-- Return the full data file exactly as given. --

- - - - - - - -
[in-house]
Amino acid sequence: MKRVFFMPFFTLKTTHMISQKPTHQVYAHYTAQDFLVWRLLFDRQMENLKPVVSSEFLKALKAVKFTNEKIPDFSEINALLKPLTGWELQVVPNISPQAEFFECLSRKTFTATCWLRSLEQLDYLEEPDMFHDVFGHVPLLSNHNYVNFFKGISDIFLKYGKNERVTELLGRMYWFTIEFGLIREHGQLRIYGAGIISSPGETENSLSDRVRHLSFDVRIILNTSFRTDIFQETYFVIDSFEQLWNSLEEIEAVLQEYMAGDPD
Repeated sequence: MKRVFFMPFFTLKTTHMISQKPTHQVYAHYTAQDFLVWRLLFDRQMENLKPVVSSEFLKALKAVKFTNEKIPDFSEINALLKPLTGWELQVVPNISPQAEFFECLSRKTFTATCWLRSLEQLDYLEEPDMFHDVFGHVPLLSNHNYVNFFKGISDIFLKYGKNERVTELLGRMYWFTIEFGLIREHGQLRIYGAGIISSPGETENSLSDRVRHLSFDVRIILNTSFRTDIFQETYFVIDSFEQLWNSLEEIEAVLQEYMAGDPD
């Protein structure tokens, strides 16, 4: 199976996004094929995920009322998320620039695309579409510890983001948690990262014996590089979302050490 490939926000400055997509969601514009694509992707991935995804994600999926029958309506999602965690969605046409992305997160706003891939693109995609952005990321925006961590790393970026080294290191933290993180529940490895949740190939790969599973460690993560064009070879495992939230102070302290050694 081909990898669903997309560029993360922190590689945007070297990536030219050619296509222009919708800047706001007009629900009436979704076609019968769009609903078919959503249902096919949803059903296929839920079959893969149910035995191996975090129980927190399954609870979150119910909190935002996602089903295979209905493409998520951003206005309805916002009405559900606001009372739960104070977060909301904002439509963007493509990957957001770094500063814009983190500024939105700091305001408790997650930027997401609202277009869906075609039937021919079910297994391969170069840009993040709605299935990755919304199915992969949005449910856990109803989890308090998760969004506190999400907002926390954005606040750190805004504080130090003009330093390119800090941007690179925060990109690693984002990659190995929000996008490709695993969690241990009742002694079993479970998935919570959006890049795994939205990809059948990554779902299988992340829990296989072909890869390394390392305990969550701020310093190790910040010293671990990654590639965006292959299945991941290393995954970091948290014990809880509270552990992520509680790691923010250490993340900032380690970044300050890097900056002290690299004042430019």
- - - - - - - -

[in-house]
Amino acid sequence: MKRVFFMPFFTLKTTHMISQKPTHQVYAHYTAQDFLVWRLLFDRQMENLKPVVSSEFLKALKAVKFTNEKIPDFSEINALLKPLTGWELQVVPNISPQAEFFECLSRKTFTATCWLRSLEQLDYLEEPDMFHDVFGHVPLLSNHNYVNFFKGISDIFLKYGKNERVTELLGRMYWFTIEFGLIREHGQLRIYGAGIISSPGETENSLSDRVRHLSFDVRIILNTSFRTDIFQETYFVIDSFEQLWNSLEEIEAVLQEYMAGDPD
Repeated sequence: MKRVFFMPFFTLKTTHMISQKPTHQVYAHYTAQDFLVWRLLFDRQMENLKPVVSSEFLKALKAVKFTNEKIPDFSEINALLKPLTGWELQVVPNISPQAEFFECLSRKTFTATCWLRSLEQLDYLEEPDMFHDVFGHVPLLSNHNYVNFFKGISDIFLKYGKNERVTELLGRMYWFTIEFGLIREHGQLRIYGAGIISSPGETENSLSDRVRHLSFDVRIILNTSFRTDIFQETYFVIDSFEQLWNSLEEIEAVLQEYMAGDPD
């Protein structure tokens, strides 16, 4: 199976996004094929995920009322998320620039695309579409510890983001948690990262014996590089979302050490 490939926000400055997509969601514009694509992707991935995804994600999926029958309506999602965690969605046409992305997160706003891939693109995609952005990321925006961590790393970026080294290191933290993180529940490895949740190939790969599973460690993560064009070879495992939230102070302290050694 081909990898669903997309560029993360922190590689945007070297990536030219050619296509222009919708800047706001007009629900009436979704076609019968769009609903078919959503249902096919949803059903296929839920079959893969149910035995191996975090129980927190399954609870979150119910909190935002996602089903295979209905493409998520951003206005309805916002009405559900606001009372739960104070977060909301904002439509963007493509990957957001770094500063814009983190500024939105700091305001408790997650930027997401609202277009869906075609039937021919079910297994391969170069840009993040709605299935990755919304199915992969949005449910856990109803989890308090998760969004506190999400907002926390954005606040750190805004504080130090003009330093390119800090941007690179925060990109690693984002990659190995929000996008490709695993969690241990009742002694079993479970998935919570959006890049795994939205990809059948990554779902299988992340829990296989072909890869390394390392305990969550701020310093190790910040010293671990990654590639965006292959299945991941290393995954970091948290014990809880509270552990992520509680790691923010250490993340900032380690970044300050890097900056002290690299004042430019």